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Council to explore regulations on short term rentals

Short term rentals

Council to explore regulations on short term rentals in Kawartha Lakes

At the October 10 Council meeting, Council received a staff report on the implications of regulating short term rental accommodations and made the decision to proceed with public consultation on the matter. Staff will bring back a report on other options including costs by the end of June  2018.

The report came forward at Council’s request following a petition and correspondence received from the public over the summer of 2017. Residents and homeowner associations spoke to Council regarding their concerns about safety, noise and nuisance resulting from recent short term rentals in their areas on Pigeon, View and Scugog lakes.

Staff researched the issue of short term residential rentals, being rentals of 30 days or less, and reviewed the regulatory frameworks implemented by other municipalities. Some municipalities that enjoy a large tourism industry, such as Blue Mountains and Whistler, BC, regulate short term residential rentals from a nuisance prevention and consumer protection standpoint. In large urban centres, such as Toronto and Vancouver, short term residential rentals are regulated as a way to ensure adequate and affordable housing in inflated and understocked rental markets.

According to Stats Canada1, private home and cottage rentals account for 70% of overnight visits to Kawartha Lakes. These rentals are filling a need as our roofed accommodations are typically at capacity during the peak season, and waterfront accommodations are limited.  Further, visitors who stay in short term home and cottage rentals typically stay longer and spend more dollars in our communities by visiting attractions, restaurants and retail businesses.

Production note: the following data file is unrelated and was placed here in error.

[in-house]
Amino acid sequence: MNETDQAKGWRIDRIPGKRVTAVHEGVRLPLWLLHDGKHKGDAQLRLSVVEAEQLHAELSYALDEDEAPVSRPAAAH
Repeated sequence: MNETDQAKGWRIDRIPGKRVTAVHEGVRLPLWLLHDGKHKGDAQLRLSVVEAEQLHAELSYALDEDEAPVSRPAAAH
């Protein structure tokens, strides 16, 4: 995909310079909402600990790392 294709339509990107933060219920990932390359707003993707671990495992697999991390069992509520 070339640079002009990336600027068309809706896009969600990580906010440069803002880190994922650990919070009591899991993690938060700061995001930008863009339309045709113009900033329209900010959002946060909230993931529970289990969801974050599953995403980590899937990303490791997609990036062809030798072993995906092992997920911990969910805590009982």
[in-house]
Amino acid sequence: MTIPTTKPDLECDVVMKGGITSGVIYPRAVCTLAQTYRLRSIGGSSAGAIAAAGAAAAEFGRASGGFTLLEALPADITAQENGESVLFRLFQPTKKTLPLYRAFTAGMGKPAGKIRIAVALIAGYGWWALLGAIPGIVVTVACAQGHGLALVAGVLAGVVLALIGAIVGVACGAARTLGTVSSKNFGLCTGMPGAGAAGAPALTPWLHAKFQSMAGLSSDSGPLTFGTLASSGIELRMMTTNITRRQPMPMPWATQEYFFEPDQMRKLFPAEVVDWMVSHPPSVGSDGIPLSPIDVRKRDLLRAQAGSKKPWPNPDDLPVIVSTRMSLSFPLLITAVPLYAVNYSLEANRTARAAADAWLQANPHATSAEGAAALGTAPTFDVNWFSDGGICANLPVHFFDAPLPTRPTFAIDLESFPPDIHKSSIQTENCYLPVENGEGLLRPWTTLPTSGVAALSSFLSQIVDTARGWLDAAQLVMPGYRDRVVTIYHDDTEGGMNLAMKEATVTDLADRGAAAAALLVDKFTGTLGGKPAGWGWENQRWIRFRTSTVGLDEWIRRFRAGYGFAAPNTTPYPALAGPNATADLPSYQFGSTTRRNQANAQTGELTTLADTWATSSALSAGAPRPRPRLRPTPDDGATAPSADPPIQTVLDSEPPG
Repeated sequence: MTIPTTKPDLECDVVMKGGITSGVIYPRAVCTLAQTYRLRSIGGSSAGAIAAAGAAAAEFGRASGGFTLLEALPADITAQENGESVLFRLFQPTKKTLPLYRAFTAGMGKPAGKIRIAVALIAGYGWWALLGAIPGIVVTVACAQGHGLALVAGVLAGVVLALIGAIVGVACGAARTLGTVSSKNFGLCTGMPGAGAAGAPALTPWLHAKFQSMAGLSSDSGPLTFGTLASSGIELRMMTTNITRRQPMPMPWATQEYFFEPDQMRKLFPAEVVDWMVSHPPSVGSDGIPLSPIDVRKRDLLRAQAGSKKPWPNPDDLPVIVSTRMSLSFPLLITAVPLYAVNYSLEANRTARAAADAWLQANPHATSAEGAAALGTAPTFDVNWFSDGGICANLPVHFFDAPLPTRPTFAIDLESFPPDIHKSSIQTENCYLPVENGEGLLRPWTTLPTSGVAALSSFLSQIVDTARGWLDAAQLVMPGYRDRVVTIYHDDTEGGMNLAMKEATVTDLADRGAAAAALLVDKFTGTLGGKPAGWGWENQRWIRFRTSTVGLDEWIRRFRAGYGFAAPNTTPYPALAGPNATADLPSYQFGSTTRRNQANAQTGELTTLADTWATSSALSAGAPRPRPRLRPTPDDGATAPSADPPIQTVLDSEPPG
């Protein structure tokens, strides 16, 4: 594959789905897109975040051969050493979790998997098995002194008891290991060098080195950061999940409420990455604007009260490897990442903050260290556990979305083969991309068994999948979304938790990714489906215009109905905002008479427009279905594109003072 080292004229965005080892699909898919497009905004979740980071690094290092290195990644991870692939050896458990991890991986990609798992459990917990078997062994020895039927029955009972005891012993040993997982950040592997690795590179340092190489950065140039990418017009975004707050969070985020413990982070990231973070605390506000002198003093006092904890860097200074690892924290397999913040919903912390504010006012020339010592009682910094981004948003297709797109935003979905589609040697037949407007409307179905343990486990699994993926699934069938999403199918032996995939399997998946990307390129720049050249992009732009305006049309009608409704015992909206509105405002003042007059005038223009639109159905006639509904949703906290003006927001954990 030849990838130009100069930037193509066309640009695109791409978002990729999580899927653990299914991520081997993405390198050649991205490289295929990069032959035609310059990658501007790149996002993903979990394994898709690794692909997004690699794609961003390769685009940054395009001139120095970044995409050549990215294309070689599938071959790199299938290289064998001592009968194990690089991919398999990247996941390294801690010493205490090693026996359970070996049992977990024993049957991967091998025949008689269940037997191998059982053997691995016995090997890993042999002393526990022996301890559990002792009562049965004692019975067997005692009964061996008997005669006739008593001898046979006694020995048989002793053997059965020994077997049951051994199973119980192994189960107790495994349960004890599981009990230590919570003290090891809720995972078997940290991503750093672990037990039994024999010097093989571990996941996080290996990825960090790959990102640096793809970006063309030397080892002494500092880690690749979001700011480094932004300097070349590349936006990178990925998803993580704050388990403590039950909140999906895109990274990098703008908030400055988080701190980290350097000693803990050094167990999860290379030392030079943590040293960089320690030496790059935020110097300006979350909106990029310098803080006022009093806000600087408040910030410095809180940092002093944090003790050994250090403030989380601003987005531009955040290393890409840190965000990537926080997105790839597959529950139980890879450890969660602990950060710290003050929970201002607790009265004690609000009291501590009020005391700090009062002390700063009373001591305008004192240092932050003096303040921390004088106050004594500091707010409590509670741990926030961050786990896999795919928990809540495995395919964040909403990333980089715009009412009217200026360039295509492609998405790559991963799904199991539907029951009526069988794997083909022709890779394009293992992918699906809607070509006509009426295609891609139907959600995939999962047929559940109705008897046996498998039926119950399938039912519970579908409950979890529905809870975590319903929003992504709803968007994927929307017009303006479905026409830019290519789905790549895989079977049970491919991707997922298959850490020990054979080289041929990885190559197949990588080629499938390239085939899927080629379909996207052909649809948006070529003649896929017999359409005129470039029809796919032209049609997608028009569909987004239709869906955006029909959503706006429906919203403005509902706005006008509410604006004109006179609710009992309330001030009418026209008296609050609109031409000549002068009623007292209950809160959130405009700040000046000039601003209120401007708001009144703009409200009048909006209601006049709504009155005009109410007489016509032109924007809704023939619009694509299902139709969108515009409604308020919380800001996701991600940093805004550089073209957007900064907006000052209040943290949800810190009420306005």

In 2017 to date, Municipal Law Enforcement  has received a total of 6 inquiry calls specifically regarding short term residential rentals and approximately 1 call per week regarding by-law violations at rental cottages. Residents are encouraged to call the police and fire department if there are issues pertaining to existing noise or fire by-laws. Nuisance calls pertaining to property by laws are to be reported to the Municipal Law Enforcement division.

“We’re looking to do some further consultation so we can find a balance between protecting our seasonal residents, putting regulations in place that we can reasonably enforce and ensuring that we aren’t negatively affecting our tourism economy,” Mayor Letham.

Any regulatory by-law would need to be applied to the entire City, not just specific areas. The implementation of a pro-active, regulatory by-law for only short term rentals could result in the need for an additional seasonal or full time enforcement staff member. Any other feasible alternatives will be explored and reported back to Council next year.

1Stats Canada, Travel Survey of the Residents of Canada 2014, International Travel Survey 2014, Ontario Ministry of Tourism, Culture and Sport.


For more information contact:

Cheri Davidson
Manager of Communications, Advertising and Marketing
705-324-9411 extension 1355

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